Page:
Age-at-Arrival’s Effects on Asian Immigrants’ Socioeconomic Outcomes in Canada and the U.S.

Authors


  • This is a revised version of papers presented at the annual meetings of the Population Association of America, April 15–17, 2010, Dallas, Texas, and the annual meetings of the Canadian Population Society, June 1–3, 2010, Montreal, Quebec. We thank anonymous reviewers for their comments on an earlier draft. This research is part of a project funded by the Social Sciences and Humanities Research Council (SSHRC) of Canada. The authors are solely responsible for the results and interpretations presented in the article.

Abstract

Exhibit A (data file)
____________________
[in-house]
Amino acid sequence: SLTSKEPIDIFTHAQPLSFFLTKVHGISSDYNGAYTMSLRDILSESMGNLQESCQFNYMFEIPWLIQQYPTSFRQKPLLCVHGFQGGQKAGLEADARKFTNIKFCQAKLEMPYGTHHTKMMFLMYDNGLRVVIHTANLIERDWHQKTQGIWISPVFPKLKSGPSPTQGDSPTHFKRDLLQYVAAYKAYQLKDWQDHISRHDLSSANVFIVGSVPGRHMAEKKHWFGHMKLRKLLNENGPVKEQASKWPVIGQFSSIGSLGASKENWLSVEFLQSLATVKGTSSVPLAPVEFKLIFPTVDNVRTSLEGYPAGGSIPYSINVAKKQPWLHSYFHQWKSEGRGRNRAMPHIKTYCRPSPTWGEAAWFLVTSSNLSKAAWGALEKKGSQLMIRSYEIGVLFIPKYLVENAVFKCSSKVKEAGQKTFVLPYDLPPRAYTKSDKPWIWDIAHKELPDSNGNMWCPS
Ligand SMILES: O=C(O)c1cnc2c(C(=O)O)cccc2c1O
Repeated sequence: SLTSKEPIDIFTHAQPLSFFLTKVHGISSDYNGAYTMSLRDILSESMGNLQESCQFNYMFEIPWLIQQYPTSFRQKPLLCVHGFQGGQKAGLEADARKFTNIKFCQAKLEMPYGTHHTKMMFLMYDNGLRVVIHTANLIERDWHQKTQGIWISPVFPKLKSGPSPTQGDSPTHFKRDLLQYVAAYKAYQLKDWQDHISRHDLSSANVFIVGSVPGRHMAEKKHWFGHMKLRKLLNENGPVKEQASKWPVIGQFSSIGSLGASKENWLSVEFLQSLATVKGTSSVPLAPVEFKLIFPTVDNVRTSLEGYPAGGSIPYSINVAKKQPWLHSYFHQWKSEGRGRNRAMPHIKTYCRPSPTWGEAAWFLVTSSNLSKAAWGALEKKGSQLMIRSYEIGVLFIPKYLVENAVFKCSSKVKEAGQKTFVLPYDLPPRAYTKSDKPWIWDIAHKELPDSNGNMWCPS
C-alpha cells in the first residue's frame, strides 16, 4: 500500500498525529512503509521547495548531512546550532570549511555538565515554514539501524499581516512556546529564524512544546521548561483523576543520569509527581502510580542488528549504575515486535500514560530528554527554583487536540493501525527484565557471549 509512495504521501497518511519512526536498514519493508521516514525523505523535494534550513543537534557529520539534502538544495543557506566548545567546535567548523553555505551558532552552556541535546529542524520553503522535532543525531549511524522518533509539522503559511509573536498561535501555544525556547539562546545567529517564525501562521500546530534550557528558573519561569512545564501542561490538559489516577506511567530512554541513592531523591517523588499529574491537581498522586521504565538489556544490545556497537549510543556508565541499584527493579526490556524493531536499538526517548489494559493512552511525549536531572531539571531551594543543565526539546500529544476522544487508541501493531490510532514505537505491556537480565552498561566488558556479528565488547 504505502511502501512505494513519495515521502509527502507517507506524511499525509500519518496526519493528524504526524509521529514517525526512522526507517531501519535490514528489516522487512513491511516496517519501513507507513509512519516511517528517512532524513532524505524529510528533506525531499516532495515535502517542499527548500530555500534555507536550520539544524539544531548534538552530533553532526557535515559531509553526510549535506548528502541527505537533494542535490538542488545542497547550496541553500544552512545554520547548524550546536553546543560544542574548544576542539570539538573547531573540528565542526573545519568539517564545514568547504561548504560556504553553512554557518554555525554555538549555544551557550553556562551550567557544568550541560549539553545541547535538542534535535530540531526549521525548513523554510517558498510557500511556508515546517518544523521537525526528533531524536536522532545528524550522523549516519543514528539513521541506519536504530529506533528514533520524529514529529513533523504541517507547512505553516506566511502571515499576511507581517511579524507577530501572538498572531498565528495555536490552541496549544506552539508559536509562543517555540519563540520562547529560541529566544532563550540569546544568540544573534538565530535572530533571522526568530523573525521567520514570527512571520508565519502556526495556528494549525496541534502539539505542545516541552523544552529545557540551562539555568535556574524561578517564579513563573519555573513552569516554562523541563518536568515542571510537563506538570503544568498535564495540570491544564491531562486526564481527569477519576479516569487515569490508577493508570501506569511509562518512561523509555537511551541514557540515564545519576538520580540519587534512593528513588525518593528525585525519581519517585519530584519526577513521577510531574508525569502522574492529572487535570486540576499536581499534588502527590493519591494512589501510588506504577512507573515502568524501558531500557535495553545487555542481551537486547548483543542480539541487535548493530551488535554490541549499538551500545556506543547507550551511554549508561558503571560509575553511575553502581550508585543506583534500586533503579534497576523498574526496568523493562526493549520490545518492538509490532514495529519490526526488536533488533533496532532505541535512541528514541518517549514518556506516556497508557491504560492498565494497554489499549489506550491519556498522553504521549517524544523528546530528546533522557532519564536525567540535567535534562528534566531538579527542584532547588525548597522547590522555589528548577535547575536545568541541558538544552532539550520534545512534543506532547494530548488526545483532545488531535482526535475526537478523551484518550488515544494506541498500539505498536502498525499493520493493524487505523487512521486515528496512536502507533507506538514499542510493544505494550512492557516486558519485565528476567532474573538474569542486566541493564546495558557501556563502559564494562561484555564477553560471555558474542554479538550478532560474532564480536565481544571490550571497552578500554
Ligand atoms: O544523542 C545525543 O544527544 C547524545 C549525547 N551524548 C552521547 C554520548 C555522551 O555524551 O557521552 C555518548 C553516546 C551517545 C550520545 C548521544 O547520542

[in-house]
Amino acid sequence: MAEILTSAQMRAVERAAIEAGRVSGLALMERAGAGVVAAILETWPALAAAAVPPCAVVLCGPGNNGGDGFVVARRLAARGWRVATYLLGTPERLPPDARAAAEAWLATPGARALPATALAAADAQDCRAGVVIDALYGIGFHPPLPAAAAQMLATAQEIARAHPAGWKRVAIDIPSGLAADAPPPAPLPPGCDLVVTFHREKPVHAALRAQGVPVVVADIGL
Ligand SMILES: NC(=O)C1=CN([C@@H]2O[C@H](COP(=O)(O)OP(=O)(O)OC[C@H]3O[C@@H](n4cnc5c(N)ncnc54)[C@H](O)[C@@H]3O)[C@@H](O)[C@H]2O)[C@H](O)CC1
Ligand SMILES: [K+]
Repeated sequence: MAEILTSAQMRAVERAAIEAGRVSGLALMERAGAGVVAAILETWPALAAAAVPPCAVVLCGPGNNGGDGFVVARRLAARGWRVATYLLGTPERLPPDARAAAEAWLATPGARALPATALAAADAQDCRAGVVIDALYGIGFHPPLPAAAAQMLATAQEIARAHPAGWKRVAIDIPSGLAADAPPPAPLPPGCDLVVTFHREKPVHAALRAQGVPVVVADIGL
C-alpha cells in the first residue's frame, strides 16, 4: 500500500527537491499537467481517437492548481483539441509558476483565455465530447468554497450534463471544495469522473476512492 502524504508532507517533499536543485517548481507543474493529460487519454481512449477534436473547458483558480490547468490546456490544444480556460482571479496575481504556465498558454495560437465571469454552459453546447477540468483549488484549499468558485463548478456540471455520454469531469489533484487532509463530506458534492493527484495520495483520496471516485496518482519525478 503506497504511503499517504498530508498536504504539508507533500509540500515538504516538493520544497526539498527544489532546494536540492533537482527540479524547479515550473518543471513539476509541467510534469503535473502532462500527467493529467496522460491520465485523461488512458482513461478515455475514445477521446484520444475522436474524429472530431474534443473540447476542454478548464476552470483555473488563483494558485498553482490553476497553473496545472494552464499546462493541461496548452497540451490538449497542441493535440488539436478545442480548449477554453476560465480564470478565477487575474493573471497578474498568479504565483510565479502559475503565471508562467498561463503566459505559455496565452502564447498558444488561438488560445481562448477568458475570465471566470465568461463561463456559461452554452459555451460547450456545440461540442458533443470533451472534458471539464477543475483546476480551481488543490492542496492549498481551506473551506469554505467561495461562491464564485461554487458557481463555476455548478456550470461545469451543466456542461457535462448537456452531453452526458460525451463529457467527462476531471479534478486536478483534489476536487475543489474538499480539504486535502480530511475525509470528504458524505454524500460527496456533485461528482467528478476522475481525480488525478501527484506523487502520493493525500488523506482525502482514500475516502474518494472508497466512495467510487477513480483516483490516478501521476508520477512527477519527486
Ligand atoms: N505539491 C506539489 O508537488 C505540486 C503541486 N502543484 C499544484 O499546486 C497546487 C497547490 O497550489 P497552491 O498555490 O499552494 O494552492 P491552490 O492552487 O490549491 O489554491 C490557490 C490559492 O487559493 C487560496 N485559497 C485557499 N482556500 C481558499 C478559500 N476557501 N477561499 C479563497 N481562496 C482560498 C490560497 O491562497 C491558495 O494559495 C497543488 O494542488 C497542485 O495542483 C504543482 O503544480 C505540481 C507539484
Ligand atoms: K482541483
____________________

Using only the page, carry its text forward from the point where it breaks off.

Age-at-arrival is a key predictor of many immigrant outcomes, but discussion continues over how to best measure and study its effects. This research replicates and extends a pioneering study by Myers, Gao, and Emeka [International Migration Review (2009) 43:205–229] on age-at-arrival effects among Mexican immigrants in the U.S. to see if similar results hold for other immigrant groups and in other countries. We examine data from the 2000 U.S. census and 2006 American Community Survey, and 1991, 2001, and 2006 Canadian censuses to assess several measures of age-at-arrival effects on Asian immigrants’ socioeconomic outcomes. We confirm several of Myers et al.’s key findings, including the absence of clear breakpoints in age-at-arrival effects for all outcomes and the superiority of continuous measures of age-at-arrival. Additional analysis reveals different age-at-arrival effects by gender and Asian ethnicity. We suggest guidelines, supplementing those offered by Myers et al., for measuring and studying age-at-arrival’s effects on immigrant outcomes.

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